While walking through the surreal World of Birds Wildlife Sanctuary in Hout Bay it’s easy to become overwhelmed.

There’s simply too much to experience.
Admiring crazily colourful parrots, shoe-pecking crows and wing-dragging turkeys alone can take up to two hours – and there are 400 different species there, ranging from birds to mammals and reptiles.

TygerBurger dropped by the biggest bird park in Africa to see if it’s worth the trip and entrance fee. The first of the 100 aviaries on the four hectare sanctuary was enough to make the trip worthwhile (it was filled with nature’s clowns – parrots).
Animal enthusiast and park manager, Hendrik Louw, says with a smile: “We drive north to go visit wine farms, so they should drive out here to experience wildlife in the city.”

He reasons one should make a day trip out of it, because it takes “interested” visitors about three hours to walk through all the enclosures. Photographers should double that and take extra batteries.
Louw continues: “Where else can one picnic with flamingoes? Yet, one of our biggest attractions is the ‘monkey jungle’, which contains 27 monkeys.

“They are so trusting that a mother and her young will literally sit on your shoulder!”
A huge number of animals have been injured in the “wild” and are now recuperating in the park, while others have been purchased or donated to add some variety.
Louw says there was a time when they encouraged breeding, but now it’s solely up to the birds whether they “do it or not”.

One particular story springs to his mind when asked if birds are intelligent: “A long time ago we tried to breed the goffin cockatoo, so we put two in each cage, which were then placed in a long row. But the next day all their enclosures were open.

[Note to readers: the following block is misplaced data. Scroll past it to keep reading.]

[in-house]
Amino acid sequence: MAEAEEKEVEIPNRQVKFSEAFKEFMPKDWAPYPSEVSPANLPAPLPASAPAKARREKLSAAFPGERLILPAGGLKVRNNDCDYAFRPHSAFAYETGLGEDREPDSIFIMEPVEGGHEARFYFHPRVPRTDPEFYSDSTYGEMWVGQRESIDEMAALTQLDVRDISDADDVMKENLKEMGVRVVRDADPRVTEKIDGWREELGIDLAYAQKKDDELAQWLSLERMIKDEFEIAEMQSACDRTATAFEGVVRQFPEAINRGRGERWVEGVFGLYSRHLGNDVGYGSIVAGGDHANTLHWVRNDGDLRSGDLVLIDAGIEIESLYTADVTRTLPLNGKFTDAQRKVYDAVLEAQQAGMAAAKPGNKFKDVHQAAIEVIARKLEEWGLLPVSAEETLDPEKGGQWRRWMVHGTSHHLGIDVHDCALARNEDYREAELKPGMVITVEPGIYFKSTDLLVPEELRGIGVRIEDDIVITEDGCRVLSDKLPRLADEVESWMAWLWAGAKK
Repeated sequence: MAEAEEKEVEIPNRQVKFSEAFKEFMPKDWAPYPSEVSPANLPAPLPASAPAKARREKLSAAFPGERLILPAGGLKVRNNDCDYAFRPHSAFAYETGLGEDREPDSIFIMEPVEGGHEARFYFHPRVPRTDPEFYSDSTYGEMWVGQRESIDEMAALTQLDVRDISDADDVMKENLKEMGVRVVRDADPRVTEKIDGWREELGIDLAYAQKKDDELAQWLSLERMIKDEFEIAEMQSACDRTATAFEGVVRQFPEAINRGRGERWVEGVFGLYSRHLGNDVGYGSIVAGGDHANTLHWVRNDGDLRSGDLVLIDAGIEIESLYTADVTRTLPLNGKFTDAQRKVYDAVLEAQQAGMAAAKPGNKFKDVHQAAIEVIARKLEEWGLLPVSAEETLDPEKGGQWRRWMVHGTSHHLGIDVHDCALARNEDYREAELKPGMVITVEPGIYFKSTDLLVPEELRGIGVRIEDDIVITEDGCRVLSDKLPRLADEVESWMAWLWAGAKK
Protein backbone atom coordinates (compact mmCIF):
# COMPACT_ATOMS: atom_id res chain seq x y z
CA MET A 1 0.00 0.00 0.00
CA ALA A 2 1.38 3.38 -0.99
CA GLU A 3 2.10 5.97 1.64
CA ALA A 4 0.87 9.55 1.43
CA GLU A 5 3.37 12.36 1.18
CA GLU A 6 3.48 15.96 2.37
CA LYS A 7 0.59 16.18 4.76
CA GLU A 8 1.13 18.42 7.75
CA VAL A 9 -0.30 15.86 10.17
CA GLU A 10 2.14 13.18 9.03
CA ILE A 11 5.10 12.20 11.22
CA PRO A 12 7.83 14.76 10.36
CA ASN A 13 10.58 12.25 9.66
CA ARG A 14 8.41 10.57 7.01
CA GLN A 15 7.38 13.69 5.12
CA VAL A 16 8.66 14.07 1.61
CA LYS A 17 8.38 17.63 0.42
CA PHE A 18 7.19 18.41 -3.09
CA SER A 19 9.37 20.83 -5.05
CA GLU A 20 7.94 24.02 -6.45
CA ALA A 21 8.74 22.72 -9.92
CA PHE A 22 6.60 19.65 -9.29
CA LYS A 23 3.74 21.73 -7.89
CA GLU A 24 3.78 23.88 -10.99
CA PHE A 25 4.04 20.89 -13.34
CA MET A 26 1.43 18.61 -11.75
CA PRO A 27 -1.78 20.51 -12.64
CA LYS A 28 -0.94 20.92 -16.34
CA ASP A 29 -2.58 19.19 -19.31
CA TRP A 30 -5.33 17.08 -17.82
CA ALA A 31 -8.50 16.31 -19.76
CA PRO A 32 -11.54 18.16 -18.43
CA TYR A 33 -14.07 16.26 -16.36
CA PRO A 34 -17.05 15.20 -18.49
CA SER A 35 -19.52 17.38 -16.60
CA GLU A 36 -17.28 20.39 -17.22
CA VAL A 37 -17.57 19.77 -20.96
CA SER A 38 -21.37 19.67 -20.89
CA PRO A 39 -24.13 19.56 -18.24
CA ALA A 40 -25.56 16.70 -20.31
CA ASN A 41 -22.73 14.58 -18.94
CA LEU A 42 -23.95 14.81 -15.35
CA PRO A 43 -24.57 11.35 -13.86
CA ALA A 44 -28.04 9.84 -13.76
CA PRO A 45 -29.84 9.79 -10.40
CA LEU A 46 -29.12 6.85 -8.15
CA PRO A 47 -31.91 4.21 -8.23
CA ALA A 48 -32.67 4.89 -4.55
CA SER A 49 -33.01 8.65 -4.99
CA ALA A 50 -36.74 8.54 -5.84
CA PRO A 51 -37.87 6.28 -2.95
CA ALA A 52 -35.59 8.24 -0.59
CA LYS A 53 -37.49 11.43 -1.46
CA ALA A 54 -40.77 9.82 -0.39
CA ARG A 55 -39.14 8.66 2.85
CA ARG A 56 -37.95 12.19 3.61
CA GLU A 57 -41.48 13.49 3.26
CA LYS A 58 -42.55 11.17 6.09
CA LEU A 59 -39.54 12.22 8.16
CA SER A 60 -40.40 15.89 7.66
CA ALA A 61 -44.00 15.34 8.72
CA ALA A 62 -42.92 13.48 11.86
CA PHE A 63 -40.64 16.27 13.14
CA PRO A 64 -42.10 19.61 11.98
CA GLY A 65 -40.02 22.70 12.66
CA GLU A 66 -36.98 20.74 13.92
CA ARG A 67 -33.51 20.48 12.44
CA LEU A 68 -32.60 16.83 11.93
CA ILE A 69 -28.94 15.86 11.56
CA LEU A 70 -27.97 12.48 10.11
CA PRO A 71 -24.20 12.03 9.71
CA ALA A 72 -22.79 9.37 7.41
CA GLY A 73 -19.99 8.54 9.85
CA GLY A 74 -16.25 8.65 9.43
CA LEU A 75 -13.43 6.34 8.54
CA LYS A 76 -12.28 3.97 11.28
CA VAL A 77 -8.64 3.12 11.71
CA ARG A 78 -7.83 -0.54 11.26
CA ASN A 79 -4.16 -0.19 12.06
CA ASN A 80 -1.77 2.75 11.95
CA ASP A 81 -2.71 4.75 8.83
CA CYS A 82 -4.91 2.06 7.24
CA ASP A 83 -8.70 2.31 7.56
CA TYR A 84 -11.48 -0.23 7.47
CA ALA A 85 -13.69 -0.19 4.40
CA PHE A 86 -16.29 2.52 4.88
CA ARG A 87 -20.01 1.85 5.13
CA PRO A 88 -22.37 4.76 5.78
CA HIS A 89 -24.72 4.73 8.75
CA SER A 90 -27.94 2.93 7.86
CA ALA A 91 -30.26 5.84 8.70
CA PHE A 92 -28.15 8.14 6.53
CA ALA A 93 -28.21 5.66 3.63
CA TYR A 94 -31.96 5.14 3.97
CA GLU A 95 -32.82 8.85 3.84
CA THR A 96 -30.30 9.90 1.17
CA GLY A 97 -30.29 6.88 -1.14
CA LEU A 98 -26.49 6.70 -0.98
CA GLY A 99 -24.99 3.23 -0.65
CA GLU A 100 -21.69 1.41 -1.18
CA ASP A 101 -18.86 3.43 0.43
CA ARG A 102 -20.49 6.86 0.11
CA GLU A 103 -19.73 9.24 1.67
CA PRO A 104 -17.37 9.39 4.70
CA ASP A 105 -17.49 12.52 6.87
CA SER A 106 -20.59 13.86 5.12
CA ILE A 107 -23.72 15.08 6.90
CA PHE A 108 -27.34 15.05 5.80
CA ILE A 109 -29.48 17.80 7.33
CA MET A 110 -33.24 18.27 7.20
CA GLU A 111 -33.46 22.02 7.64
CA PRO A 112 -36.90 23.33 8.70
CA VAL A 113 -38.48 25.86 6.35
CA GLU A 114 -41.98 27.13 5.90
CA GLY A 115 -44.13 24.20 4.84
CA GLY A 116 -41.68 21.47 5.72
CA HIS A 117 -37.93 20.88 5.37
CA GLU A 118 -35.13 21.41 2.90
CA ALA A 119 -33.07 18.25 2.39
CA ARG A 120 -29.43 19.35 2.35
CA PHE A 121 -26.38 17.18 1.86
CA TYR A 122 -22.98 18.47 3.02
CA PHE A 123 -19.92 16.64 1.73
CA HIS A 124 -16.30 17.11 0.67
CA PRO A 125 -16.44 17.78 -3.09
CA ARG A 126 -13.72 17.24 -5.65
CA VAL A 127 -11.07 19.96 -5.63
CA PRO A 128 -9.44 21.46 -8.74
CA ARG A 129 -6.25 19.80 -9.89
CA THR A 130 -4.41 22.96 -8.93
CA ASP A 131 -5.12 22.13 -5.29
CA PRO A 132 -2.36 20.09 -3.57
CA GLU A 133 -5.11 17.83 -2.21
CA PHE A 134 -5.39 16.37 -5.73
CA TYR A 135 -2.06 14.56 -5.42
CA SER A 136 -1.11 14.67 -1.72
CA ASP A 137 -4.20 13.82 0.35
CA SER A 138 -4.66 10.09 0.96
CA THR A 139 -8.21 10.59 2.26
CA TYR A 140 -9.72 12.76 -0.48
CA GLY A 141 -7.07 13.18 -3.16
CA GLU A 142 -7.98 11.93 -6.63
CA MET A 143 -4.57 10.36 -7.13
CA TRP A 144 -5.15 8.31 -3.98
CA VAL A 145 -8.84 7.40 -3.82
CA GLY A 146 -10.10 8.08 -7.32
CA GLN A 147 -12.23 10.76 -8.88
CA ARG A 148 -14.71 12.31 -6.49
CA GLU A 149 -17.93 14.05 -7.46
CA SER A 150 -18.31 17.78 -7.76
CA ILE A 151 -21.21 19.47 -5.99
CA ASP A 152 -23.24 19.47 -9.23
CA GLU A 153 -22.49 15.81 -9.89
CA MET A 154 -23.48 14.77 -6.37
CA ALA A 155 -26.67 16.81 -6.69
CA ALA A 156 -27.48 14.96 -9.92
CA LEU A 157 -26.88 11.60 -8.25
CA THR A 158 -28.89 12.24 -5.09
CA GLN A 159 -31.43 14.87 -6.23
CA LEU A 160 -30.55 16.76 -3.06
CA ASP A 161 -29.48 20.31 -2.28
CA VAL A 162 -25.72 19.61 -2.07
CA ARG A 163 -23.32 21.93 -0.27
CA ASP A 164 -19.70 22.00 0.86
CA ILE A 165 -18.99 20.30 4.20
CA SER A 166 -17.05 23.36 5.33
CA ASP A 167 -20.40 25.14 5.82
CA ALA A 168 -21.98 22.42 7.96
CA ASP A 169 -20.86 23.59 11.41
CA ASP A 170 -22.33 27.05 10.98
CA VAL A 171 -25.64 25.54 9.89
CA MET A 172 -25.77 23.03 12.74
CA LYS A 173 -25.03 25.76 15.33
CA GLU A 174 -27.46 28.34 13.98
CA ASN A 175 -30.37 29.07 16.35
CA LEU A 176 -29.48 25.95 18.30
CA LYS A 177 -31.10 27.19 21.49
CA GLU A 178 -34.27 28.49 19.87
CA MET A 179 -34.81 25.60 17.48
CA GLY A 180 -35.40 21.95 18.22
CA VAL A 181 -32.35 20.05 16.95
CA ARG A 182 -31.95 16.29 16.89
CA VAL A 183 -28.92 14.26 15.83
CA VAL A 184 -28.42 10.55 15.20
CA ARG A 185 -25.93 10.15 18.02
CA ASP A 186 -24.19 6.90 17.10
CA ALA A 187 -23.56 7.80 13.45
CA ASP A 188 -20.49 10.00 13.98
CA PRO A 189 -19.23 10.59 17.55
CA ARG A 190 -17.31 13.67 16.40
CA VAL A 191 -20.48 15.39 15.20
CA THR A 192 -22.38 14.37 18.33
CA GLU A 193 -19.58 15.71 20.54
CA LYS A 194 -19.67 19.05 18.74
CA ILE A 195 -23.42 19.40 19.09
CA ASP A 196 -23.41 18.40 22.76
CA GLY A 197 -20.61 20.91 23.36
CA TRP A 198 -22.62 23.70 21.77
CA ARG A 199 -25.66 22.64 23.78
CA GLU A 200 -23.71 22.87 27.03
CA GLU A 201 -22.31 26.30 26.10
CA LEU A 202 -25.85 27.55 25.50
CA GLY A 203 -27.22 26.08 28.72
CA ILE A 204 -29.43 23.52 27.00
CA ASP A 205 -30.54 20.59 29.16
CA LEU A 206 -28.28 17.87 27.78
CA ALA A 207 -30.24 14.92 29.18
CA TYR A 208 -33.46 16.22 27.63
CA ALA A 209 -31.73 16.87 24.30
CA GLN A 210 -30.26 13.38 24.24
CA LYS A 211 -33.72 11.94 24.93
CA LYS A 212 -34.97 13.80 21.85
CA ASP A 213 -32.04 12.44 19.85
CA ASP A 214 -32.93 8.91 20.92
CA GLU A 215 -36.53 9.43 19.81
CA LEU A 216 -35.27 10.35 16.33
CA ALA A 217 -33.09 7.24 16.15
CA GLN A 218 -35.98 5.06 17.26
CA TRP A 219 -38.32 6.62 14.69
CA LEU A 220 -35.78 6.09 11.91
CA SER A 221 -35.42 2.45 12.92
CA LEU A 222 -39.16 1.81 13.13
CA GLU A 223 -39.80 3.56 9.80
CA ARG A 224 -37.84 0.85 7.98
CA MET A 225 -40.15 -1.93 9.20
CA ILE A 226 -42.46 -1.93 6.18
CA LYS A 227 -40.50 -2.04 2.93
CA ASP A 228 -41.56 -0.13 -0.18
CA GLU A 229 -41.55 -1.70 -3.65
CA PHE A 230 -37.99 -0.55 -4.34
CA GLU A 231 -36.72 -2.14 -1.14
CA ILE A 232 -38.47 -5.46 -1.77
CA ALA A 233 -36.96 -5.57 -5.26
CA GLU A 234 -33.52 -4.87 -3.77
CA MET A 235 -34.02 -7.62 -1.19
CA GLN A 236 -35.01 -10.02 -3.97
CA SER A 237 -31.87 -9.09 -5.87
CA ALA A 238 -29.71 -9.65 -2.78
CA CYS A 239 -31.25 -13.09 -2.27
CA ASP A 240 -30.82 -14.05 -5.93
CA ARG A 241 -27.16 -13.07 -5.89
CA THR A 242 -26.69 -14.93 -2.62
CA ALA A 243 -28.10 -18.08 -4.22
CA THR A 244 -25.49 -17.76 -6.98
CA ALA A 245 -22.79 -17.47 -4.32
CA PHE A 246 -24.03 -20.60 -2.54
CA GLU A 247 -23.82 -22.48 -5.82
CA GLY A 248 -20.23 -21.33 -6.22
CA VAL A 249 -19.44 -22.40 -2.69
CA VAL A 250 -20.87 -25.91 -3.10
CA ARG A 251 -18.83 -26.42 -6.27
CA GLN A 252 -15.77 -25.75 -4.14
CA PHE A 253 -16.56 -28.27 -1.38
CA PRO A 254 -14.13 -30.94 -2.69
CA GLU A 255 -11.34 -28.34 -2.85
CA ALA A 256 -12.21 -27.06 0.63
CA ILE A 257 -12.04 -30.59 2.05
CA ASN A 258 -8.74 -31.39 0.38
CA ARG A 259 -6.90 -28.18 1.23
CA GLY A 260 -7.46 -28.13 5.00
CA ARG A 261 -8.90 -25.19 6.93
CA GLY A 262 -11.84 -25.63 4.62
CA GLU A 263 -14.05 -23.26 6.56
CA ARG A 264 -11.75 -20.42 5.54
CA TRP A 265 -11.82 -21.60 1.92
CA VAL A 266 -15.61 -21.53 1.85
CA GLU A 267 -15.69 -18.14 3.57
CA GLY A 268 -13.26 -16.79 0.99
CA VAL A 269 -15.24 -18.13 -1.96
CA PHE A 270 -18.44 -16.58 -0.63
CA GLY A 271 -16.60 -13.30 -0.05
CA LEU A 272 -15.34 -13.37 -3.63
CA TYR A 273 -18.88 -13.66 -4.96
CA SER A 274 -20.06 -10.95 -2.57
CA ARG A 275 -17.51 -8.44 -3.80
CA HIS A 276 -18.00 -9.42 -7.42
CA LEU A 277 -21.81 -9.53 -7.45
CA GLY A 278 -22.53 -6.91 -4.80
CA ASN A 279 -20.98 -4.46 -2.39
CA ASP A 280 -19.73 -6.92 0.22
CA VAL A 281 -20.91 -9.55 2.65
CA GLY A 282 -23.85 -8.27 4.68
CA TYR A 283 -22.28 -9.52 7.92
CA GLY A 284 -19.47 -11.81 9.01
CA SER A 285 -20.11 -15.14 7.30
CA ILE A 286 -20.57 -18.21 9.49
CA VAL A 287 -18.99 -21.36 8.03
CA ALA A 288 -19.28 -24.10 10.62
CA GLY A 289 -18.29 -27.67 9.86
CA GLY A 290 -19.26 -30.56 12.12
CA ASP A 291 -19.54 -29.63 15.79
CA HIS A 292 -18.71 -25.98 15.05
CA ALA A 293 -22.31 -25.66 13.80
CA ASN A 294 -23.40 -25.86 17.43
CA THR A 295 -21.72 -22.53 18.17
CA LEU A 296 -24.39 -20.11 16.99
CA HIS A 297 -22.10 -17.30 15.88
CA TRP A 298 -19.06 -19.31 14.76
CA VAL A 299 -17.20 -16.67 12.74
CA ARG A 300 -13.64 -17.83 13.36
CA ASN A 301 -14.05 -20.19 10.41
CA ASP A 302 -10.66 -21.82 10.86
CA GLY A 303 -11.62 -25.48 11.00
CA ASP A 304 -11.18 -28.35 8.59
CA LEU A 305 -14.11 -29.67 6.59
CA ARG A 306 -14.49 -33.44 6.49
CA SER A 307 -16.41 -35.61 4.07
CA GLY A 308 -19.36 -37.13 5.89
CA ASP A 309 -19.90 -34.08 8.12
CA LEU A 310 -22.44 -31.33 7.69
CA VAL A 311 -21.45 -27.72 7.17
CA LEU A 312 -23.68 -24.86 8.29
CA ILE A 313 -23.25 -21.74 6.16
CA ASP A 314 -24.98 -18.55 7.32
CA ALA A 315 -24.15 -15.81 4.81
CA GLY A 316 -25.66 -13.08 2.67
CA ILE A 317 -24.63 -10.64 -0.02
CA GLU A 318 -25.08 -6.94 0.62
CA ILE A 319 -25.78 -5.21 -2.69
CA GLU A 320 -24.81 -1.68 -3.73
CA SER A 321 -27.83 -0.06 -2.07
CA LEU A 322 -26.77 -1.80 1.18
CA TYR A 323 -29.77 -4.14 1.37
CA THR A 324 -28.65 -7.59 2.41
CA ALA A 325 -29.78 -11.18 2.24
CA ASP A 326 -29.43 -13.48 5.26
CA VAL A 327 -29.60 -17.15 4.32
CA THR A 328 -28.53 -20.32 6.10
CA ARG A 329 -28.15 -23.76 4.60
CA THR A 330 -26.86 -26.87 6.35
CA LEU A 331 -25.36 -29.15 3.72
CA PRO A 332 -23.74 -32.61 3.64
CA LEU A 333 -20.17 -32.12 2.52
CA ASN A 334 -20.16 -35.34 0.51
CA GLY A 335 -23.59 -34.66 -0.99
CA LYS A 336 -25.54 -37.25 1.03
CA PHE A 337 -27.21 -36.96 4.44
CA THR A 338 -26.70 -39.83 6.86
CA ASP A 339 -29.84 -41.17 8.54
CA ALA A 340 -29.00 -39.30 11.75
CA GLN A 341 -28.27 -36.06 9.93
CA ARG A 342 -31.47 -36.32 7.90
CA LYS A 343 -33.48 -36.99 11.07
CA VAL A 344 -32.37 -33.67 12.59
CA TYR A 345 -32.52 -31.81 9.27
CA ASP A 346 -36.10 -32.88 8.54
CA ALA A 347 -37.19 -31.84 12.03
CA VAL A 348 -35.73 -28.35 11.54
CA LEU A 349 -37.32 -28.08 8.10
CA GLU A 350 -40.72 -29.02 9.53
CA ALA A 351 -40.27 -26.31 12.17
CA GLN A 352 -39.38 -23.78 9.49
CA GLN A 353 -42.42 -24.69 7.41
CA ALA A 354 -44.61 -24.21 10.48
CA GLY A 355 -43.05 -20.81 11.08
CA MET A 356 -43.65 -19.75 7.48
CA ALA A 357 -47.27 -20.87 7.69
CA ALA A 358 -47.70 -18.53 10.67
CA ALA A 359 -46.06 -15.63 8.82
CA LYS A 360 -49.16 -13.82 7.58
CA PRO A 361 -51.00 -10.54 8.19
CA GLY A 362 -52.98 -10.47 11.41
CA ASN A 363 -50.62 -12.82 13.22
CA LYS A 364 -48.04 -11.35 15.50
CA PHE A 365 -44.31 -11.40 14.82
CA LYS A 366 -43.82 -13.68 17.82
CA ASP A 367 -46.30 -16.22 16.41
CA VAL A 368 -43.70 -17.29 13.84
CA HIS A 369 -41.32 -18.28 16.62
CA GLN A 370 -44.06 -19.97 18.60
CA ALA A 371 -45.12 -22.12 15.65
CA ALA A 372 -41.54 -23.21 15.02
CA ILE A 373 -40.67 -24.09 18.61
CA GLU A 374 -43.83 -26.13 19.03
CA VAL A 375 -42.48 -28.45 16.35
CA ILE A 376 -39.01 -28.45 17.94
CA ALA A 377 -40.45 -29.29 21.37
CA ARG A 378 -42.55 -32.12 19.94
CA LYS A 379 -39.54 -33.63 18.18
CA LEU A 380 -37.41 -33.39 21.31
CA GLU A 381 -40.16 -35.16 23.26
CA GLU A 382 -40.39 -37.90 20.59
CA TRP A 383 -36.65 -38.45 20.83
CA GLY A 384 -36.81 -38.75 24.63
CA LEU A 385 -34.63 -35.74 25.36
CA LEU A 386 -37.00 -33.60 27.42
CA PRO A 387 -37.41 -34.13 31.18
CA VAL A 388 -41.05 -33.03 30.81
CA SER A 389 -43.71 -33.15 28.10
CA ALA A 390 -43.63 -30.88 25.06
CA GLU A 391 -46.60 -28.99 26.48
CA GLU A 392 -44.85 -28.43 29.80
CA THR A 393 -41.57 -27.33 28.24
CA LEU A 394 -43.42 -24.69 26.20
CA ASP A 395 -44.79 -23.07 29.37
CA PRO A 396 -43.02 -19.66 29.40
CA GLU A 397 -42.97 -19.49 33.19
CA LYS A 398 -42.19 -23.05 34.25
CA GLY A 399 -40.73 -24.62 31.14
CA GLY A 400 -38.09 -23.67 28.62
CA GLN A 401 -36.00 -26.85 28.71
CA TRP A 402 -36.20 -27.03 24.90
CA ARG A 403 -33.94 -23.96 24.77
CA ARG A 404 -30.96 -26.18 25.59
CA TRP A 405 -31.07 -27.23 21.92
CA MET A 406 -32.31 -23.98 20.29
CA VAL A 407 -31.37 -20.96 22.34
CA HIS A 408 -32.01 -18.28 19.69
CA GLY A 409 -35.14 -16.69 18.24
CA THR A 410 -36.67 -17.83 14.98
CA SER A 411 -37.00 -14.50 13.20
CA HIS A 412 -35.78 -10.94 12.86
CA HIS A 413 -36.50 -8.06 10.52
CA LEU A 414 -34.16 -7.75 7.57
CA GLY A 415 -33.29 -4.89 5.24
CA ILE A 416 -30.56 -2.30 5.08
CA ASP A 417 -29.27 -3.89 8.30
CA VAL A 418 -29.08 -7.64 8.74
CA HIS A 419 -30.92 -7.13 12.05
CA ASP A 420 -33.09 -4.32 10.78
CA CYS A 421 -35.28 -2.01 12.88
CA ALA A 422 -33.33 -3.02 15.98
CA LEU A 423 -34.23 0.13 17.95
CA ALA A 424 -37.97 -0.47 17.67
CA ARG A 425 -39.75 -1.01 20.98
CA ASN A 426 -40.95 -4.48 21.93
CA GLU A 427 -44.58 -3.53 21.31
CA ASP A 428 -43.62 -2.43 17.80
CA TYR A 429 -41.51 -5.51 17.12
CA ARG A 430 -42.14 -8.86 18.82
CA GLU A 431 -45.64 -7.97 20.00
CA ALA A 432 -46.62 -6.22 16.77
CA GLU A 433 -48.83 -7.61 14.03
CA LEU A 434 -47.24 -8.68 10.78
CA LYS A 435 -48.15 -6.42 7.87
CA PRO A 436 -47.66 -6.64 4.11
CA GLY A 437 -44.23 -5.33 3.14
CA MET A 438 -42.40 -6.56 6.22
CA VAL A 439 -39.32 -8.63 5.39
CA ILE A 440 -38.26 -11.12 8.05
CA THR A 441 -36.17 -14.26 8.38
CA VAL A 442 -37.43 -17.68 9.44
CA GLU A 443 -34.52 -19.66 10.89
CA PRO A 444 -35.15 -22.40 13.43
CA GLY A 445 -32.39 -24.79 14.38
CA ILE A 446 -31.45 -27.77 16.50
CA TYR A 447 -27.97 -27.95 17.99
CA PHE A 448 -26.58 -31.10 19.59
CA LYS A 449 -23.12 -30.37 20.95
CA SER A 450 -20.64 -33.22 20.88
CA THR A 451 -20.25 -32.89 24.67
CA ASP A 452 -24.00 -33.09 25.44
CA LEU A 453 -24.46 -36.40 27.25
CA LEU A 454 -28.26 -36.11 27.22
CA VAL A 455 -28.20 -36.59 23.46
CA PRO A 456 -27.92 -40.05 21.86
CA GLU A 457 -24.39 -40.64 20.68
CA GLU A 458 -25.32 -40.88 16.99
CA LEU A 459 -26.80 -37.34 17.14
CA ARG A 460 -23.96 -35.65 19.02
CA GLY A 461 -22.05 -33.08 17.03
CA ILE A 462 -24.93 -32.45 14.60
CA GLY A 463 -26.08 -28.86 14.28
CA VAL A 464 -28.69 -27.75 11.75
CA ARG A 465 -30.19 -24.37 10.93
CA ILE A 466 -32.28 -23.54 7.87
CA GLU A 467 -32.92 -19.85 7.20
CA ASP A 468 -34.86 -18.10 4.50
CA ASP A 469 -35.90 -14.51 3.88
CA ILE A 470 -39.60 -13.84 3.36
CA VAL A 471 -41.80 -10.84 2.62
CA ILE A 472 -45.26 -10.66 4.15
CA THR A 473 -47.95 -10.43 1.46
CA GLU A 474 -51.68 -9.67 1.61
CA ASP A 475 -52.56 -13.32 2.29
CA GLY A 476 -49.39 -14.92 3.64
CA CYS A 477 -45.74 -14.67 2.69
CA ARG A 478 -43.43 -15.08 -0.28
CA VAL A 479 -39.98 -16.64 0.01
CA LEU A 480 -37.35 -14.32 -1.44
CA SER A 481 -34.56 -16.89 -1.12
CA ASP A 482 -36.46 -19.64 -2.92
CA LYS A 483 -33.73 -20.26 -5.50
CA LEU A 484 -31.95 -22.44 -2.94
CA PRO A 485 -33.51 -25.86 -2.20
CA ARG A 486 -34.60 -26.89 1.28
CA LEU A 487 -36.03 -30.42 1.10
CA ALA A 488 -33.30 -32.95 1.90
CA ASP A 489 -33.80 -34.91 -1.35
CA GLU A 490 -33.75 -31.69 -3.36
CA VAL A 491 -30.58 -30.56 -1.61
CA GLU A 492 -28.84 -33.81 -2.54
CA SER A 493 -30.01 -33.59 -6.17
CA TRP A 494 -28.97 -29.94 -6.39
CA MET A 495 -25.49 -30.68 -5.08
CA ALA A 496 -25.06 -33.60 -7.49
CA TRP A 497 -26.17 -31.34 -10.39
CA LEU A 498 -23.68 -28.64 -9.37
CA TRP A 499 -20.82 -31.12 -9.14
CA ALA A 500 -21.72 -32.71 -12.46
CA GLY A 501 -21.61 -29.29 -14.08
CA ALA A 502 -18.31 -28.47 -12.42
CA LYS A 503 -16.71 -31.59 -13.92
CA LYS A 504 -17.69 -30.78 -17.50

“This happened for a few nights until we decided to ‘stake’ them out. We saw that once we had closed everything, one of the goffin would stick his foot out and open his latch, and then it would open everybody else’s!”
This well-maintained and intimate park went through a difficult period in 2010 when the number of visitors declined by 20 000. At that stage it owed the bank and suppliers well over a million rand.

Talks of possible closure were, however, nipped in the bud by an anonymous well-wisher when she donated R100 000 into the park’s bank account.
Louw says they phoned all the people with the same surname and then finally found and thanked her.

Her continuous donations since then have ensured that the park will soon boast zero debt, and staying true to a sign by the entrance, will continue to “soar on multi-coloured wings into the vast blue freedom of the beyond”.
Enquiries: World of Birds Wildlife Sanctuary, 021 790 2730.

***DISCLAIMER: THIS ARTICLE AND PHOTO WERE PUBLISHED IN TYGERBURGER, A CAPE TOWN BASED MEDIA24 COMMUNITY NEWSPAPER. NEITHER MAY BE DUPLICATED WITHOUT ACCREDITING THE SOURCE – TYGERBURGER, MEDIA24.***

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